I saw some of the debate tonight. These two comments at Hot Air capture the way I always feel about Santorum:

“I can never tell if Santorum is doing good or bad…. I just cannot tune in to the man.”

“Santorum has this irritating way of projecting rightous arrogance in answering even the most vanilla of questions. He’s got a chip on his shoulder that’s very unappealing. I really think he’d be a far happier man if he actually followed his religous convictions and became a televangelist.”

Here’s another interesting comment:

“Rick Santorum is an example of everything that is wrong with our government…. I couldn’t believe it; Santorum admits he voted for Planned Parenthood because it was part of one of those huge package bills that also included some things he supported. Ok, so he votes for Planned Parenthood. Then, in order to balance it all out, he writes and/or sponsors another bill that will pay for abstinence teaching in the schools. This is exactly why we are going bankrupt, he is having the taxpayer pay for both sides of an issue, then he has the nerve to claim he is conservative, you know, a conservative team player….”

Finally, there Allahpundit’s observation about Santorum’s “cringeworthy admission that he took one for the team in voting for No Child Left Behind.”

This is why it’s so hard for senators to be elected to the presidency; they’re too compromised by their years in the legislative sausage factory. Only two senators have been elected President in the last ninety years, Kennedy and Obama, and they both remained distant from the Senate and used it more as their launching pad than as their place of work.

- end of initial entry -

February 23

James P. writes:

Santorum is no fun to listen to, but I find it equally impossible to listen to Romney’s endlessly repeated saccharine platitudes and feeble inability to defend himself against obvious lines of attack.

It is also hard for governors of Massachusetts to be elected to the Presidency, as they are compromised by their years of governing a liberal state. Sadly, Romney is much more like Michael Dukakis than Calvin Coolidge.

LA writes:

One thing that bothered me, Romney said repeatedly that he would “repeal Obamacare.” He acted as though repeal were simply up to him, whereas it is up to Congress to repeal it, and up to the president to sign the repeal. And a repeal by Congress would require, as Michele Bachmann said over and over, a president who was not just committed to signing a repeal when it came to his desk, but who was actively pushing Congress to repeal it, as it will be a tough fight. Also, it may require a Republican majority of 60 in order to get cloture, and it’s not looking likely that that is attainable.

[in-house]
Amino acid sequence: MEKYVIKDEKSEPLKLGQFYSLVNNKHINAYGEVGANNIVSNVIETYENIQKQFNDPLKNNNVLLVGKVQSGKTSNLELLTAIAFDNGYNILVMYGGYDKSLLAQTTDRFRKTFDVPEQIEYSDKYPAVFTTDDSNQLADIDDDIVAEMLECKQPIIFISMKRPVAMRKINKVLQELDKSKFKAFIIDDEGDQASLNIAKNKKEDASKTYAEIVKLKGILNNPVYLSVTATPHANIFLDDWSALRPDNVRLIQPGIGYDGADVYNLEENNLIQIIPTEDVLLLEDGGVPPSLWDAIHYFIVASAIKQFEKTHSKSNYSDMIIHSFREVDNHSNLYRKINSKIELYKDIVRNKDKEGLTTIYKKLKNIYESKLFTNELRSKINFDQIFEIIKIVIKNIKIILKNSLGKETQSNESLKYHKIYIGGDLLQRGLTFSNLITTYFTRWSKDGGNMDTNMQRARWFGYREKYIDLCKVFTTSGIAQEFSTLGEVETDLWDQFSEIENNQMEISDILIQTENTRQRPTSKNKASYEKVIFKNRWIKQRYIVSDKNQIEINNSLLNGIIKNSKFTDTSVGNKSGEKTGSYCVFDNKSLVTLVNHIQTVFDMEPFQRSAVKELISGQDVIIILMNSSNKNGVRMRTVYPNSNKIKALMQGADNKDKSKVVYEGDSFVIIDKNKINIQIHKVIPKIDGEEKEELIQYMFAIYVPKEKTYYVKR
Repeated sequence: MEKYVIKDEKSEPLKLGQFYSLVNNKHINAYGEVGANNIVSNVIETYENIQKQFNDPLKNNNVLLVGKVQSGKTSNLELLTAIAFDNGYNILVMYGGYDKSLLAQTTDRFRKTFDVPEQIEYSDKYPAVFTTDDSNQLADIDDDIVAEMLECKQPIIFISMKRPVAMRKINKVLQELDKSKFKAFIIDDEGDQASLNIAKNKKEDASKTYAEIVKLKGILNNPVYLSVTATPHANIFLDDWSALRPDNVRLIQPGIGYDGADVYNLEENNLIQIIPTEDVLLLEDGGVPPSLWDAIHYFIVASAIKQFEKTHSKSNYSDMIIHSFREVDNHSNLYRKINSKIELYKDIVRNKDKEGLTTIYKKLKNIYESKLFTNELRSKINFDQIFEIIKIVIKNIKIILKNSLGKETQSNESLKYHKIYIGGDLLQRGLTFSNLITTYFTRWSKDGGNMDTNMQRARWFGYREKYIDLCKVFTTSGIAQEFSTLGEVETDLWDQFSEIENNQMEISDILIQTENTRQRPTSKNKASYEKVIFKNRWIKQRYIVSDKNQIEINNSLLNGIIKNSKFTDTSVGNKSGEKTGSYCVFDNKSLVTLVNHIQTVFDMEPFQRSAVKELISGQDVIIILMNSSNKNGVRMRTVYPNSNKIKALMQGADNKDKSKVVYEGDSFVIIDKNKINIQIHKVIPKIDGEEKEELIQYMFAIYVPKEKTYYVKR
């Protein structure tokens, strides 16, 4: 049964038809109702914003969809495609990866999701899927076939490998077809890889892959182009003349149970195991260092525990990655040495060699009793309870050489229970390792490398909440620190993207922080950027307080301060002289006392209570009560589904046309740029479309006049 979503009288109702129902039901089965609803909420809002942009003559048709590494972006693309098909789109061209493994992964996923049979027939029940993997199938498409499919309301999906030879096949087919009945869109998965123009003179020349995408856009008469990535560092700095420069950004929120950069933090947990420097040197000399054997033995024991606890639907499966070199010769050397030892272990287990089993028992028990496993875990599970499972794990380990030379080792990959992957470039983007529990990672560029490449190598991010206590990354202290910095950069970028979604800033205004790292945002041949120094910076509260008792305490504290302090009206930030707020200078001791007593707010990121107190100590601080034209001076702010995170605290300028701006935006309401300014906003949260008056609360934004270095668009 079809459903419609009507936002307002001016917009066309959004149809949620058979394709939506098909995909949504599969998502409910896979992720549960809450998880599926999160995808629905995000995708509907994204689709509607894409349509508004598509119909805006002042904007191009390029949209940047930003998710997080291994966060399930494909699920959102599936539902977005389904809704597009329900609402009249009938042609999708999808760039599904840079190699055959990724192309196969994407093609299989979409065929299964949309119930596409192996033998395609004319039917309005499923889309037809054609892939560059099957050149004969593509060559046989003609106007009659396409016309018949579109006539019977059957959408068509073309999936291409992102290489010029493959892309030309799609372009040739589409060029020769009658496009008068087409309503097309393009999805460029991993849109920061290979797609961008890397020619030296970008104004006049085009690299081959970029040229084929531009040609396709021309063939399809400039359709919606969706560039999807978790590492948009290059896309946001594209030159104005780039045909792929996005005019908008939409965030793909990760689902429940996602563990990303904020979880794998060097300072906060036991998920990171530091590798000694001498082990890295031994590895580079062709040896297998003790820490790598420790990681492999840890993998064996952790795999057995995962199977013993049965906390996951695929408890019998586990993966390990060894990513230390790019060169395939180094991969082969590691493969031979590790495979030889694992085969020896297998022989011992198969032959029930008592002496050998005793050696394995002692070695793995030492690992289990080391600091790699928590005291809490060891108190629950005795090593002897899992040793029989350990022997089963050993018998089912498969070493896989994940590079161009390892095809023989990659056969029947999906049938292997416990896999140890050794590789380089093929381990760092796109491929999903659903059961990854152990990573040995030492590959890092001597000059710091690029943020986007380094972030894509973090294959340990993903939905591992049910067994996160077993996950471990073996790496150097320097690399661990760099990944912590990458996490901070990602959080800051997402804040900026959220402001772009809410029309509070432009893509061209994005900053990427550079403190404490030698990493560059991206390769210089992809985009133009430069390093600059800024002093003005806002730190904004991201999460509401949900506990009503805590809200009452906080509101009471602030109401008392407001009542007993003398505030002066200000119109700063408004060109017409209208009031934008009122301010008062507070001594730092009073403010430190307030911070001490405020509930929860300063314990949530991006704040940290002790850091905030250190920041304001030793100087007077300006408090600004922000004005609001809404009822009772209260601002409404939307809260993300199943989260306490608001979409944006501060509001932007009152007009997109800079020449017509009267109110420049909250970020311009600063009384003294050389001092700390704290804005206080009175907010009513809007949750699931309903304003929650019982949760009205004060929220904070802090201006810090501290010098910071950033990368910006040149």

Also, Romney said he would repeal it because it is “too expensive,” and reasons like that. He did not indicate any understanding of how tyrannical it is, how it will destroy the private health care industry, and so on.

Paul Henri writes:

The moderator decided it was attack Santorum night. I watched the debate. And for the first hour or more, the questions mostly were directed at Santorum, and the incoherent Ron Paul was designated by the moderator as the hatchet man with his aw-shucks oblique demagoguery. Santorum did a superb job under the circumstances.

Santorum has the intellectual ability and knowledge to go toe-to-toe with any of the candidates, particularly the vacuous Obama. I thought he defended himself well. There might have been one or two times when he was not excellent, but that is super in a two-hour debate.

People can’t tell whether Santorum is doing well because the media have not deemed him (and never will because he is conservative) a nice guy, and people are not listening closely. He is beating Romney in the primaries. Moreover, he tears Romney—an energetic man pretending to be a conservative—apart. Santorum continually and accurately points out that Romney has no credibility when Romney says he is against Obamacare, the big thing among many conservatives. Yet somehow, Romney is still standing. Santorum carefully and succinctly explained the reasons for his votes.

(Also, I would like to know the ratio of clauses to phrases that Paul uttered tonight. I suspect it is pretty low.)

David B. writes:

Your post about Santorum in which you remarked that Kennedy and Obama are the only two serving senators to be elected president in the last ninety years reminded me of some research I did many years ago. I looked up magazine articles on John F. Kennedy when he was running for President.

In a Time magazine piece, JFK was quoted as saying (something like) being a senator was a handicap because you “have to vote on everything” which will upset some group of voters. Ironically, it was liberals who tended to be the most upset by Kennedy’s senatorial voting record. The Adlai Stevenson admirers and ADA types never forgave JFK for missing the censure vote for Joe McCarthy. You will recall John F. Kennedy was in the hospital when the vote took place.

Posted by Lawrence Auster at February 22, 2012 11:00 PM | Send

Email entry

Email this entry to:

Your email address:

Message (optional):